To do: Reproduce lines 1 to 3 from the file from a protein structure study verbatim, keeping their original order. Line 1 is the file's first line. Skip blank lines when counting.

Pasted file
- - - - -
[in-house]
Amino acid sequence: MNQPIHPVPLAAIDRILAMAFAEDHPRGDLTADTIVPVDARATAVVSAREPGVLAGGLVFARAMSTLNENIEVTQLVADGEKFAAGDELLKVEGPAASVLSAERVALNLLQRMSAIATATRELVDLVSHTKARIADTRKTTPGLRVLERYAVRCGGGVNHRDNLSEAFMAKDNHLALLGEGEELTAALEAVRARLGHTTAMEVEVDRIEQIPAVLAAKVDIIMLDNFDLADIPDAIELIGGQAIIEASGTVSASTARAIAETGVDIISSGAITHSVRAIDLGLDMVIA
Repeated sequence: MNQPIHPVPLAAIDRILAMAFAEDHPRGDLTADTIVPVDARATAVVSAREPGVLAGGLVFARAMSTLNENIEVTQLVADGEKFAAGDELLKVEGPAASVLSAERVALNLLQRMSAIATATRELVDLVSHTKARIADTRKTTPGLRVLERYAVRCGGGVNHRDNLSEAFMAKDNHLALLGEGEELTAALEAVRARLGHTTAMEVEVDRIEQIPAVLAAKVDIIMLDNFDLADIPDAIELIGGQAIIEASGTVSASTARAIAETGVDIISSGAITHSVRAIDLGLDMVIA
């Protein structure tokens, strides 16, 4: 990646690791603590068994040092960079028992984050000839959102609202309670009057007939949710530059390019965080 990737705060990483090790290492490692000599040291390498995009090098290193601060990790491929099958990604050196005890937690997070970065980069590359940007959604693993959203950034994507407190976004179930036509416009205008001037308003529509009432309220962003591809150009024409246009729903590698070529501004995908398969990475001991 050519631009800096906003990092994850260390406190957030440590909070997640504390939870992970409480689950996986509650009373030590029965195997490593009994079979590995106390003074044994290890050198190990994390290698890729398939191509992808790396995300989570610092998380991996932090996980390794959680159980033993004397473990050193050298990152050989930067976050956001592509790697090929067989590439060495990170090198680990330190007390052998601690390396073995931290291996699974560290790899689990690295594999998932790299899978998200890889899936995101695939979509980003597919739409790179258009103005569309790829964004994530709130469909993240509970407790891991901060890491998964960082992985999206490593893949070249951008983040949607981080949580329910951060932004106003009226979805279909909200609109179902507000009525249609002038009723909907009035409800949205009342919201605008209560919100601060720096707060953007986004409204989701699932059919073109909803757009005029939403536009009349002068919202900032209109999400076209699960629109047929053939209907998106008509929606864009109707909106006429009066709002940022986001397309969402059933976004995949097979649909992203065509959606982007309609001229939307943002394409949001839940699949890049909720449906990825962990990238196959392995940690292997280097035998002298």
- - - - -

[in-house]
Amino acid sequence: MNQPIHPVPLAAIDRILAMAFAEDHPRGDLTADTIVPVDARATAVVSAREPGVLAGGLVFARAMSTLNENIEVTQLVADGEKFAAGDELLKVEGPAASVLSAERVALNLLQRMSAIATATRELVDLVSHTKARIADTRKTTPGLRVLERYAVRCGGGVNHRDNLSEAFMAKDNHLALLGEGEELTAALEAVRARLGHTTAMEVEVDRIEQIPAVLAAKVDIIMLDNFDLADIPDAIELIGGQAIIEASGTVSASTARAIAETGVDIISSGAITHSVRAIDLGLDMVIA
Repeated sequence: MNQPIHPVPLAAIDRILAMAFAEDHPRGDLTADTIVPVDARATAVVSAREPGVLAGGLVFARAMSTLNENIEVTQLVADGEKFAAGDELLKVEGPAASVLSAERVALNLLQRMSAIATATRELVDLVSHTKARIADTRKTTPGLRVLERYAVRCGGGVNHRDNLSEAFMAKDNHLALLGEGEELTAALEAVRARLGHTTAMEVEVDRIEQIPAVLAAKVDIIMLDNFDLADIPDAIELIGGQAIIEASGTVSASTARAIAETGVDIISSGAITHSVRAIDLGLDMVIA